The story of the church is told on panels around the side, and recall that as a child Michael Ramsey attended the church with his father. However, his biographer, the Cambridge church historian Owen Chadwick, who died earlier this year, recalled:

“The young Michael found Emmanuel Church austere, and later, when he knew what that meant, puritan. They sat in the family pew. He thought the extemporary prayer very long and hard to bear. The sermons were livelier, for the resident minister Carter was a cultivated man. Michael’s sister found him a fidget in church and thought it was fidgeting to excess. He whiled away the time by contemplating the stained glass lancet windows behind the preacher and the holy table.”

Oliver Cromwell and John Milton in the central pair of windows in the apse in Emmanuel Church (Photograph: Patrick Comerford, 2015)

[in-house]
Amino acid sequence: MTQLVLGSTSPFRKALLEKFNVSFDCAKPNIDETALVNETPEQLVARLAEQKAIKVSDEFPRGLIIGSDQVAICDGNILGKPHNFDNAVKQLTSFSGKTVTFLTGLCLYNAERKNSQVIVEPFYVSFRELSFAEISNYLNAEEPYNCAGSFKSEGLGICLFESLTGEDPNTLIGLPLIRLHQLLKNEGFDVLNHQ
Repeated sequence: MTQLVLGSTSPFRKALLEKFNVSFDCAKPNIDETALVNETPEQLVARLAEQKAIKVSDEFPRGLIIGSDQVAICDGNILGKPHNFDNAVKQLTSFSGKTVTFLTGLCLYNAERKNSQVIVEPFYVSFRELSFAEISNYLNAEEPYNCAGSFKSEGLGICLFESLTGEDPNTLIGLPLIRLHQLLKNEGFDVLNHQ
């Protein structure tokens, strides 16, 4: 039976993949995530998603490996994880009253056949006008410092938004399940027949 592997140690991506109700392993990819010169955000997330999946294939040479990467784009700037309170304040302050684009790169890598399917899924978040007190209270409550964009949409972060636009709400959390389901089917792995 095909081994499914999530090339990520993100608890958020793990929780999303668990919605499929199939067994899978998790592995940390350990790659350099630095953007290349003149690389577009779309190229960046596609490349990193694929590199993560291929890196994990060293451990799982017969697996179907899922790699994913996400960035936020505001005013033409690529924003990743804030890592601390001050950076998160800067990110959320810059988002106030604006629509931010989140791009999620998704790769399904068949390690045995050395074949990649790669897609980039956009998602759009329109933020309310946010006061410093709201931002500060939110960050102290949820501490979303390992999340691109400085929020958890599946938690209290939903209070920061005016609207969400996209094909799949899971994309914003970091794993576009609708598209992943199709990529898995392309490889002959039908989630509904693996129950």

The six lancet windows in the apse that helped Michael Ramsey while away those Sunday mornings depict, to the left, two 16th century Puritan martyrs, Henry Barrow of Clare College and John Greenwood of Corpus Christi College; to right, the Puritan Francis Holcroft of Clare College, who was among the ‘ejected ministers’ in 1662, and Joseph Hussey, the first Puritan minister of the meeting house from which Emmanuel evolved; and in the centre Oliver Cromwell of Sidney Sussex College and the poet John Milton of Christ’s College.

The windows, which were installed in 1906, and came from the workshops of William Morris & Co, who also supplied many of the windows in All Saints’ Church in Jesus Lane.

These are the six “Puritan saints” of Cambridge, and I found it interesting to think that Michael Ramsey spent so much time contemplating Oliver Cromwell above the holy table in Emmanuel Church, while I have often dined at a table beneath the portrait of Oliver Cromwell in Sidney Sussex College.